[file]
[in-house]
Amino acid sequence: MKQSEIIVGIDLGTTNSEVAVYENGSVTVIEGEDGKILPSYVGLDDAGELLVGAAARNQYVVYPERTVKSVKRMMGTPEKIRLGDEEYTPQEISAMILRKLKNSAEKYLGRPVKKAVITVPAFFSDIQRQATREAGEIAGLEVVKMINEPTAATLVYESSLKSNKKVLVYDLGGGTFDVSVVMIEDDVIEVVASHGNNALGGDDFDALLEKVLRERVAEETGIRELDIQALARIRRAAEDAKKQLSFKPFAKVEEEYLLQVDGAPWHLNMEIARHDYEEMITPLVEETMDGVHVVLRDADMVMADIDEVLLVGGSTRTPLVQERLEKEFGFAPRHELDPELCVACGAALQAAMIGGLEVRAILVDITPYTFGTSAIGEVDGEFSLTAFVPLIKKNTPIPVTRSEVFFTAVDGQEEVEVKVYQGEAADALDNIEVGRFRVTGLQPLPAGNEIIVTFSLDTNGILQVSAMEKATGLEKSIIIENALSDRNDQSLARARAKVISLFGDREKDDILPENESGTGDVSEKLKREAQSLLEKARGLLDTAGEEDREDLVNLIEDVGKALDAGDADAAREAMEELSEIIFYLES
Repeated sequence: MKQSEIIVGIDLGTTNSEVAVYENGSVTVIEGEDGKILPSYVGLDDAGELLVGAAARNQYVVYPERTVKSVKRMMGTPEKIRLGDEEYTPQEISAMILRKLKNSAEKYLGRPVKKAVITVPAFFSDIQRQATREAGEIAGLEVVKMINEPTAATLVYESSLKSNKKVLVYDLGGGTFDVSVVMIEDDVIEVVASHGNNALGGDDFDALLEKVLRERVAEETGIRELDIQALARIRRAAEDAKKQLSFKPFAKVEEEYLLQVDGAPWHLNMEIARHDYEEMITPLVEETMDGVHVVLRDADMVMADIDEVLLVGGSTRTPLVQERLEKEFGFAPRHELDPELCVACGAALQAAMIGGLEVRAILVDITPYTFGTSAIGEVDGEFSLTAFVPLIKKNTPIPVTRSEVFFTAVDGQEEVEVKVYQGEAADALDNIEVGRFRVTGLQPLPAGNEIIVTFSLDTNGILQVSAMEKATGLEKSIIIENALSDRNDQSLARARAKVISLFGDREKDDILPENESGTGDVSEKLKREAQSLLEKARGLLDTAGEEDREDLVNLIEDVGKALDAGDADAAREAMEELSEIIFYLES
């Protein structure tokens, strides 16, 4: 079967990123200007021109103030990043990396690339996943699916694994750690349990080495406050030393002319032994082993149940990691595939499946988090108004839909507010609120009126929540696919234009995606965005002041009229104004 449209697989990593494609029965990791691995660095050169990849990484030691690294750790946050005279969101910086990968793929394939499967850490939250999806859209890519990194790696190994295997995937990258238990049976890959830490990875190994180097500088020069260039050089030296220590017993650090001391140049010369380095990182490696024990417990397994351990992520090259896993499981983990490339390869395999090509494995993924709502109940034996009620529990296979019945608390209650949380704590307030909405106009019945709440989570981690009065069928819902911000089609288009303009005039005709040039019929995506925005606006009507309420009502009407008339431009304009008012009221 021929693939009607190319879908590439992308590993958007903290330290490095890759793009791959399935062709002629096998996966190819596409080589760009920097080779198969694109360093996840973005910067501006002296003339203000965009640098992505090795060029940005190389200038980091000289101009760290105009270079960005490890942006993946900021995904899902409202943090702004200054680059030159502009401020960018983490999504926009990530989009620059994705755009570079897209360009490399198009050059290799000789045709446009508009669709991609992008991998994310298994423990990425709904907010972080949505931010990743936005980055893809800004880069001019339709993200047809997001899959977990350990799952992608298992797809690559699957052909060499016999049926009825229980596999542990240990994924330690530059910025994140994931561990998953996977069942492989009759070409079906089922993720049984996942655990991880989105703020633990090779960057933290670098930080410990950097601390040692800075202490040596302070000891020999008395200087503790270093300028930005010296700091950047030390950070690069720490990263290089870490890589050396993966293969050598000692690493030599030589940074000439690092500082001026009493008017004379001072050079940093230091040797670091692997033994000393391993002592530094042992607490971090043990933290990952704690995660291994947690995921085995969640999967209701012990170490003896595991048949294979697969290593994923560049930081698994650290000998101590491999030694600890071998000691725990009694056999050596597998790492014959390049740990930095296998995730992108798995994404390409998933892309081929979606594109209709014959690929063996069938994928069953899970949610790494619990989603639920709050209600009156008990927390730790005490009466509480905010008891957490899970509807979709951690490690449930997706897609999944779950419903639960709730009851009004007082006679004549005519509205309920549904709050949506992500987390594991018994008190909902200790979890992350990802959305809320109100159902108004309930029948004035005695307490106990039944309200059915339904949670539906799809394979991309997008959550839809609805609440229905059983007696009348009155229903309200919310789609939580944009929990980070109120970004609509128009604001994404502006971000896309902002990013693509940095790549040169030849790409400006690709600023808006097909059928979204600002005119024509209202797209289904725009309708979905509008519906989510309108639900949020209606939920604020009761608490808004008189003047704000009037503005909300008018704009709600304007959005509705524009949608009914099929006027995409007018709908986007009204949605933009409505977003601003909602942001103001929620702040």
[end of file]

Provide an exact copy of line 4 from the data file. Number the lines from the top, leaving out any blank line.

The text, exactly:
């Protein structure tokens, strides 16, 4: 079967990123200007021109103030990043990396690339996943699916694994750690349990080495406050030393002319032994082993149940990691595939499946988090108004839909507010609120009126929540696919234009995606965005002041009229104004 449209697989990593494609029965990791691995660095050169990849990484030691690294750790946050005279969101910086990968793929394939499967850490939250999806859209890519990194790696190994295997995937990258238990049976890959830490990875190994180097500088020069260039050089030296220590017993650090001391140049010369380095990182490696024990417990397994351990992520090259896993499981983990490339390869395999090509494995993924709502109940034996009620529990296979019945608390209650949380704590307030909405106009019945709440989570981690009065069928819902911000089609288009303009005039005709040039019929995506925005606006009507309420009502009407008339431009304009008012009221 021929693939009607190319879908590439992308590993958007903290330290490095890759793009791959399935062709002629096998996966190819596409080589760009920097080779198969694109360093996840973005910067501006002296003339203000965009640098992505090795060029940005190389200038980091000289101009760290105009270079960005490890942006993946900021995904899902409202943090702004200054680059030159502009401020960018983490999504926009990530989009620059994705755009570079897209360009490399198009050059290799000789045709446009508009669709991609992008991998994310298994423990990425709904907010972080949505931010990743936005980055893809800004880069001019339709993200047809997001899959977990350990799952992608298992797809690559699957052909060499016999049926009825229980596999542990240990994924330690530059910025994140994931561990998953996977069942492989009759070409079906089922993720049984996942655990991880989105703020633990090779960057933290670098930080410990950097601390040692800075202490040596302070000891020999008395200087503790270093300028930005010296700091950047030390950070690069720490990263290089870490890589050396993966293969050598000692690493030599030589940074000439690092500082001026009493008017004379001072050079940093230091040797670091692997033994000393391993002592530094042992607490971090043990933290990952704690995660291994947690995921085995969640999967209701012990170490003896595991048949294979697969290593994923560049930081698994650290000998101590491999030694600890071998000691725990009694056999050596597998790492014959390049740990930095296998995730992108798995994404390409998933892309081929979606594109209709014959690929063996069938994928069953899970949610790494619990989603639920709050209600009156008990927390730790005490009466509480905010008891957490899970509807979709951690490690449930997706897609999944779950419903639960709730009851009004007082006679004549005519509205309920549904709050949506992500987390594991018994008190909902200790979890992350990802959305809320109100159902108004309930029948004035005695307490106990039944309200059915339904949670539906799809394979991309997008959550839809609805609440229905059983007696009348009155229903309200919310789609939580944009929990980070109120970004609509128009604001994404502006971000896309902002990013693509940095790549040169030849790409400006690709600023808006097909059928979204600002005119024509209202797209289904725009309708979905509008519906989510309108639900949020209606939920604020009761608490808004008189003047704000009037503005909300008018704009709600304007959005509705524009949608009914099929006027995409007018709908986007009204949605933009409505977003601003909602942001103001929620702040």